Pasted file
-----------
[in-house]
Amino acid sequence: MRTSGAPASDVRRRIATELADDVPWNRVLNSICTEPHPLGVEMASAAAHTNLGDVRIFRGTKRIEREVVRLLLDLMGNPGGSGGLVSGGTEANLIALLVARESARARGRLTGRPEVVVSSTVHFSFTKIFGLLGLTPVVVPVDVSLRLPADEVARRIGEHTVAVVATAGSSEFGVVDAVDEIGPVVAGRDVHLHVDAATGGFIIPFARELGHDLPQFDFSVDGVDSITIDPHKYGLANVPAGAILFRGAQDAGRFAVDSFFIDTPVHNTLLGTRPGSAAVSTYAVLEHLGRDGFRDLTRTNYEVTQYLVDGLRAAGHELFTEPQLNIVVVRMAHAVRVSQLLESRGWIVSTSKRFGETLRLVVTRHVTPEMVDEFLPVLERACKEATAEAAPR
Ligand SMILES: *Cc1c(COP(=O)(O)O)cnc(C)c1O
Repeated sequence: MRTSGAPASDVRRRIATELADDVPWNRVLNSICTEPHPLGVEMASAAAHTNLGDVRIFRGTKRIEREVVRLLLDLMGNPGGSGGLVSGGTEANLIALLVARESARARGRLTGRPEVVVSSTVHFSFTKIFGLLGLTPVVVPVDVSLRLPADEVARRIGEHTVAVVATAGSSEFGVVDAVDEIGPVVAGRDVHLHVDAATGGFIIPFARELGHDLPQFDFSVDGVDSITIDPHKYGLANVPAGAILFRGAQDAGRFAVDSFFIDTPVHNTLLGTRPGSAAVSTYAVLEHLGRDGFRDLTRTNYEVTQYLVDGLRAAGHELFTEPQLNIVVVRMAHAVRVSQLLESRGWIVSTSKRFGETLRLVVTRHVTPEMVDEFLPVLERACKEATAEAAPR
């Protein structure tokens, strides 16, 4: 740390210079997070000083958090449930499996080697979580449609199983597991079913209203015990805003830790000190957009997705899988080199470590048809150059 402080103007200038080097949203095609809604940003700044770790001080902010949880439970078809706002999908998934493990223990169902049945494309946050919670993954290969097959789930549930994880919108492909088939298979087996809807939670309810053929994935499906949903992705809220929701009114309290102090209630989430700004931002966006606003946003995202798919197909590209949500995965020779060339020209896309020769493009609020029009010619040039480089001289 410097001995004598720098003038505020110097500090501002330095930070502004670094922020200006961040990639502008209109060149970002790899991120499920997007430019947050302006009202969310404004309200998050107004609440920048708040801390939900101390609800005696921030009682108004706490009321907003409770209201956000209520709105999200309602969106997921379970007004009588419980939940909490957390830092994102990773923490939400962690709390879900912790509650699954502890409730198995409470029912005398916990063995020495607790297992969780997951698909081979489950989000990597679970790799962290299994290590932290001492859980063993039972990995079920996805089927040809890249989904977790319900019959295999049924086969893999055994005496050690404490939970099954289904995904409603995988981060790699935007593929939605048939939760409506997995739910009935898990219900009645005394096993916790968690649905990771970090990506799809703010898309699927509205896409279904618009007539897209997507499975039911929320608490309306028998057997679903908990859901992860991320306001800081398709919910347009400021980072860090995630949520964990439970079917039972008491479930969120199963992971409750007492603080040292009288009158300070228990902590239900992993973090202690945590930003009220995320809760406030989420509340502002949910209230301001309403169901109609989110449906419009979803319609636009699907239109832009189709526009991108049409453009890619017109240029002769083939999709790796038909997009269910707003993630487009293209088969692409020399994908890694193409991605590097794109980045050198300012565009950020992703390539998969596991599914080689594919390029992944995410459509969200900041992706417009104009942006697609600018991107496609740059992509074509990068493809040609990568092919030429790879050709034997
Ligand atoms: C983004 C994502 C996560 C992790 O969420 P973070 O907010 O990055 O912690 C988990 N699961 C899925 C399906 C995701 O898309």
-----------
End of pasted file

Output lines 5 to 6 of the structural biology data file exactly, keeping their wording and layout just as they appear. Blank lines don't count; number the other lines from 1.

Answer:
């Protein structure tokens, strides 16, 4: 740390210079997070000083958090449930499996080697979580449609199983597991079913209203015990805003830790000190957009997705899988080199470590048809150059 402080103007200038080097949203095609809604940003700044770790001080902010949880439970078809706002999908998934493990223990169902049945494309946050919670993954290969097959789930549930994880919108492909088939298979087996809807939670309810053929994935499906949903992705809220929701009114309290102090209630989430700004931002966006606003946003995202798919197909590209949500995965020779060339020209896309020769493009609020029009010619040039480089001289 410097001995004598720098003038505020110097500090501002330095930070502004670094922020200006961040990639502008209109060149970002790899991120499920997007430019947050302006009202969310404004309200998050107004609440920048708040801390939900101390609800005696921030009682108004706490009321907003409770209201956000209520709105999200309602969106997921379970007004009588419980939940909490957390830092994102990773923490939400962690709390879900912790509650699954502890409730198995409470029912005398916990063995020495607790297992969780997951698909081979489950989000990597679970790799962290299994290590932290001492859980063993039972990995079920996805089927040809890249989904977790319900019959295999049924086969893999055994005496050690404490939970099954289904995904409603995988981060790699935007593929939605048939939760409506997995739910009935898990219900009645005394096993916790968690649905990771970090990506799809703010898309699927509205896409279904618009007539897209997507499975039911929320608490309306028998057997679903908990859901992860991320306001800081398709919910347009400021980072860090995630949520964990439970079917039972008491479930969120199963992971409750007492603080040292009288009158300070228990902590239900992993973090202690945590930003009220995320809760406030989420509340502002949910209230301001309403169901109609989110449906419009979803319609636009699907239109832009189709526009991108049409453009890619017109240029002769083939999709790796038909997009269910707003993630487009293209088969692409020399994908890694193409991605590097794109980045050198300012565009950020992703390539998969596991599914080689594919390029992944995410459509969200900041992706417009104009942006697609600018991107496609740059992509074509990068493809040609990568092919030429790879050709034997
Ligand atoms: C983004 C994502 C996560 C992790 O969420 P973070 O907010 O990055 O912690 C988990 N699961 C899925 C399906 C995701 O898309």